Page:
Socialism is the equal sharing of misery. Capitalism is the unequal sharing of happiness. Winston S. Churchill.

Socialism doesn't work, as sooner or later you run out of other peoples' money. Margaret Thatcher. Churchill and Thatcher should know.

Posted by: LETFREEDOMRING2 | January 19, 2011 5:55 PM | Report abuse

I have been doing editorial cartoons for thirty years in, arguably, the reddest state in the nation. It wasn't until two years ago that somebody called me a socialist. Now a day doesn't go by without being called a socialist/marxist/communist by phone, email, facebook . . . It's just plain and simple and meaningless name calling. I think Rush started calling Obama a socialist back in Oct. 2008—a charge so ludicrous that people like me treated it as a knee slapper. I guess some people don't know a joke when they hear one.

Posted by: newsraptor | January 19, 2011 6:03 PM | Report abuse

Look, we lived through years of Bush and Cheney being called fascists. Steve Cohen just called Republican House members a bunch of Nazis. This ship has sailed.

Posted by: tomtildrum | January 19, 2011 6:25 PM | Report abuse

You're trying too hard. I read Williamson's piece as a casual riff on a theme. Conservatives consider "socialism" an indictment, while progressives vacillate between embracing or abjuring the term.

We need a term for centralized state control of society and "socialism" is handy.

Williamson notes control through regulation rather than ownership, and the social/economic engineering.

Political control is profoundly anathema to some of us.

Posted by: happyacres | January 19, 2011 7:06 PM | Report abuse

Now days any government involvement in the economy is considered socialism. It doesn't matter that government mostly contracts with established businesses to do the work. Tri-Care is a government run health-care system that along with providing the medical needs to our active duty service members also contracts with Humana to run the insurance provided to retired veterans and active-duty dependents. Yes, the active military part of Tri-Care almost exclusively uses government employees and active duty personal but to call Tri-Care socialism is just plain crazy talk. But, this is the way most of our government operates.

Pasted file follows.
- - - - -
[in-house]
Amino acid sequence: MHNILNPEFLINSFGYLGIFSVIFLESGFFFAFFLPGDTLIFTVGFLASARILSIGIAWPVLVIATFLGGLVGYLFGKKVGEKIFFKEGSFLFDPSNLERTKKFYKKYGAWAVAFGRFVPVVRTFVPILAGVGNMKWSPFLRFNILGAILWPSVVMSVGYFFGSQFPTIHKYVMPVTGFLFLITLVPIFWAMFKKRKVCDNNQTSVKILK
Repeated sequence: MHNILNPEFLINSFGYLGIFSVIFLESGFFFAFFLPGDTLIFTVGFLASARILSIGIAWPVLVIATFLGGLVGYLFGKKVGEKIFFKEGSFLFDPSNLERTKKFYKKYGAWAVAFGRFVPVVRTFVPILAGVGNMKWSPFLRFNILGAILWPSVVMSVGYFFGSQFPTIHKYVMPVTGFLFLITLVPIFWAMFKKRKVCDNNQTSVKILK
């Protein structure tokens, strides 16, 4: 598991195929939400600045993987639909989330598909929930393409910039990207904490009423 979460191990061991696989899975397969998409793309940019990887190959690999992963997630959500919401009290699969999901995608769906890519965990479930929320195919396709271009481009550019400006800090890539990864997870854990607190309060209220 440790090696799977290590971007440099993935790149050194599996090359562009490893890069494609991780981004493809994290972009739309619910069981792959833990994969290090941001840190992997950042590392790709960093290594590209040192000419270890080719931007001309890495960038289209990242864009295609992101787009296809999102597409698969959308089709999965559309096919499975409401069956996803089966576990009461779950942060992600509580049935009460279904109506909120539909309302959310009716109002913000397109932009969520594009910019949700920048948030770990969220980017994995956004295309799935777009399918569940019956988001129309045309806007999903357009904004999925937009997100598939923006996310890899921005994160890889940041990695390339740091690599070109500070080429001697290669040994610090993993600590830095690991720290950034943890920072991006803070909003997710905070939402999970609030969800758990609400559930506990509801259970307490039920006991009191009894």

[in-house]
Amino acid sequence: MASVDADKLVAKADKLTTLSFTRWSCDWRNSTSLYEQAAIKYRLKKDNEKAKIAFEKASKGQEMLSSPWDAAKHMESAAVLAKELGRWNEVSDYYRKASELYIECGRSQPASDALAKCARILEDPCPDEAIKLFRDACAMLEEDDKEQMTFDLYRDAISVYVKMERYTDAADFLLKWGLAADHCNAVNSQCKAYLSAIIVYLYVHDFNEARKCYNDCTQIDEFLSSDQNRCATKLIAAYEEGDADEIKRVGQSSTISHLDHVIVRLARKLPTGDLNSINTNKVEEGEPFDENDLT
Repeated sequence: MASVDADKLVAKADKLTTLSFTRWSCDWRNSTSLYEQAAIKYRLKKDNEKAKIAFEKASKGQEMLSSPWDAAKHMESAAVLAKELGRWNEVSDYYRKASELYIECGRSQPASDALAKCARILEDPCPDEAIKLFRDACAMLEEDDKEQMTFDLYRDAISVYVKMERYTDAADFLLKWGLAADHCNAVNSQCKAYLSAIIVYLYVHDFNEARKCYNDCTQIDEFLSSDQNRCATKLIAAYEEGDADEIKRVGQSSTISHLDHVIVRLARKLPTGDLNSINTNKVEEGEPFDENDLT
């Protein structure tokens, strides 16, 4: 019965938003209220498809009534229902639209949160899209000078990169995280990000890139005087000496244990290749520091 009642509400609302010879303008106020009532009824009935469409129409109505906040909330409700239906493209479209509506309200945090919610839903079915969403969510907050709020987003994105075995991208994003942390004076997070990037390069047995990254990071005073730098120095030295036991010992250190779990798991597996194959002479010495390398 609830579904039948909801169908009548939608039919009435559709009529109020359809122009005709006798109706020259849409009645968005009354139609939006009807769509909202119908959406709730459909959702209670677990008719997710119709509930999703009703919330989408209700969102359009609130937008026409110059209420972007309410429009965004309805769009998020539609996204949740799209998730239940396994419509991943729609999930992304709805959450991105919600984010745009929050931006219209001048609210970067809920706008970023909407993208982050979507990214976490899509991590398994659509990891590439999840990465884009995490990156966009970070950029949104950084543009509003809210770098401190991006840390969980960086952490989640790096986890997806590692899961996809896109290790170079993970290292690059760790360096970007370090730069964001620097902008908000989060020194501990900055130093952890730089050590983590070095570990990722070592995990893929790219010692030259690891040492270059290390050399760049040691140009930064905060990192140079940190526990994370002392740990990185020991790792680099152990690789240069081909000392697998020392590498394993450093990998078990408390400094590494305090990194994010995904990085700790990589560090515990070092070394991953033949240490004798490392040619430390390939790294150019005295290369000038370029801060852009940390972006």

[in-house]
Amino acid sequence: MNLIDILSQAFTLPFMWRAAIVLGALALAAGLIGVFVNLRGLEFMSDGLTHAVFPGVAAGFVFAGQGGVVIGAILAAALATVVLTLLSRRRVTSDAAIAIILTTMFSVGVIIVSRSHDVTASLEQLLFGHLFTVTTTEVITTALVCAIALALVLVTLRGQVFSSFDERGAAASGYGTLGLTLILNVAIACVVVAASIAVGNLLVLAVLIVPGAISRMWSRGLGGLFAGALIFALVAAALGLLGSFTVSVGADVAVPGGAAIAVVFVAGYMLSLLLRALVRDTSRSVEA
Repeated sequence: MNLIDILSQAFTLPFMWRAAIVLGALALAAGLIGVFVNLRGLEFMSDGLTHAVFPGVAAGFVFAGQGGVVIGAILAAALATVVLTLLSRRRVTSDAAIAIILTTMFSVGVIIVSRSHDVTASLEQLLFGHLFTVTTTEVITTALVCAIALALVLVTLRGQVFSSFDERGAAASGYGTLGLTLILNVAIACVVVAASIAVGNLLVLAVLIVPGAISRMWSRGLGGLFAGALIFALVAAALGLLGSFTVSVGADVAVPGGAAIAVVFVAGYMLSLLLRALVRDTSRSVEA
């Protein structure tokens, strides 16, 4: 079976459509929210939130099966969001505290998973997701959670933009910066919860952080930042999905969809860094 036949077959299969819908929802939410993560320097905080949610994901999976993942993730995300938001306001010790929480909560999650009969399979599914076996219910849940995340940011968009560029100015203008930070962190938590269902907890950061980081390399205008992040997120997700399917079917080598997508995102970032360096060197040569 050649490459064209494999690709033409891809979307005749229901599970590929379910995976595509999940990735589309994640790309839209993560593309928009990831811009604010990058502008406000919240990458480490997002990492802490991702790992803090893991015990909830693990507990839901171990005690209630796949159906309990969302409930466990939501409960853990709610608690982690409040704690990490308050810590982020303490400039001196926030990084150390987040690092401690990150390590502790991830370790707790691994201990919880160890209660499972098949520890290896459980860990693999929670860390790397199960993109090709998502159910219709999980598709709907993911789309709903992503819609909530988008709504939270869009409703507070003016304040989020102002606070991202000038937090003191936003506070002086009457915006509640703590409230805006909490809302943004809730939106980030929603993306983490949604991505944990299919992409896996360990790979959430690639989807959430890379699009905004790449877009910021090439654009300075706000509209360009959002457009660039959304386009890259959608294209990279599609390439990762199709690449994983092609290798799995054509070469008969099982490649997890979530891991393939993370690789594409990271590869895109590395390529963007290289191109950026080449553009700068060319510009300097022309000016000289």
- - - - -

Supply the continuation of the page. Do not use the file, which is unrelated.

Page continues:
The so called entitlement programs like Social Security would more accurately be called benefit programs because we reap the benefits because we paid in to the system over our entire lifetime. Yes we are entitled to the benefits we earned. Calling Social Security socialism is plain crazy talk too.
If it were not for the government safety net programs and progressive taxation all the money in this free marketers wet dream would end up in the hands of a very few. Most Americans would be forced completely out of our economy into the underground or bartering. The American economy works most efficiently when the concentration of wealth is low and more Americans share in the great wealth of our nation, not just an elite few. Look at Somalia if you want to see a completely free market society without any government intervention.

Posted by: RMForbes | January 19, 2011 7:55 PM | Report abuse

Any nation or recognized regional organization of humans requires common goals, shared values, and unitized monetary systems. How can there be governance of society (hey, isn't society the root word in socialism?) without some measure of socialization? I don't know, and I don't think anyone else does either.

Whether we like it or not, we are not 300 million independent agent Americans. We declared our interdependence, established a constitutional form of government, and said we'd try to ford the streams of difference as we came to them. Now we begin to look like a bunch of pre-nation-state idiots trying to go back to pre-Revolution understandings of states. In the end, we'll waste a lot of energy and time without creating anything better than Franklin Roosevelt's America - probably not as good.

In the spectrum of Democrats, Pres. Obama is pretty much a centrist. He's also compassionate and surprisingly cares more about the America the middle and lower economic classes experience than the vast majority of people with his economic resources. He understands that the working person who is just making a living and those who are not quite and those who regard the "not-quites" with some envy are the people who make America's success. No, it's not the stars, the fabulously rich, the power-brokers who make America what it is. It is the neighborly, optimistic, fundamentally "social" members of our country that have always meant something different from anywhere else.